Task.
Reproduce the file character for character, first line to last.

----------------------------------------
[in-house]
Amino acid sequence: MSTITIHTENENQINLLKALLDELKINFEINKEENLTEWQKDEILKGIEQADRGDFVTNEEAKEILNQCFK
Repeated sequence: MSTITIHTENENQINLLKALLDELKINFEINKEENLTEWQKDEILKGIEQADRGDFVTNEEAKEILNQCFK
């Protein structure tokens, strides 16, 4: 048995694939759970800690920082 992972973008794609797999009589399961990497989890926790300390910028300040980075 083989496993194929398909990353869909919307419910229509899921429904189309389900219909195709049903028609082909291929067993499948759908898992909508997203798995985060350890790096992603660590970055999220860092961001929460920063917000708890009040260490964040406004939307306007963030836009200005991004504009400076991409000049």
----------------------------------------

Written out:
[in-house]
Amino acid sequence: MSTITIHTENENQINLLKALLDELKINFEINKEENLTEWQKDEILKGIEQADRGDFVTNEEAKEILNQCFK
Repeated sequence: MSTITIHTENENQINLLKALLDELKINFEINKEENLTEWQKDEILKGIEQADRGDFVTNEEAKEILNQCFK
């Protein structure tokens, strides 16, 4: 048995694939759970800690920082 992972973008794609797999009589399961990497989890926790300390910028300040980075 083989496993194929398909990353869909919307419910229509899921429904189309389900219909195709049903028609082909291929067993499948759908898992909508997203798995985060350890790096992603660590970055999220860092961001929460920063917000708890009040260490964040406004939307306007963030836009200005991004504009400076991409000049």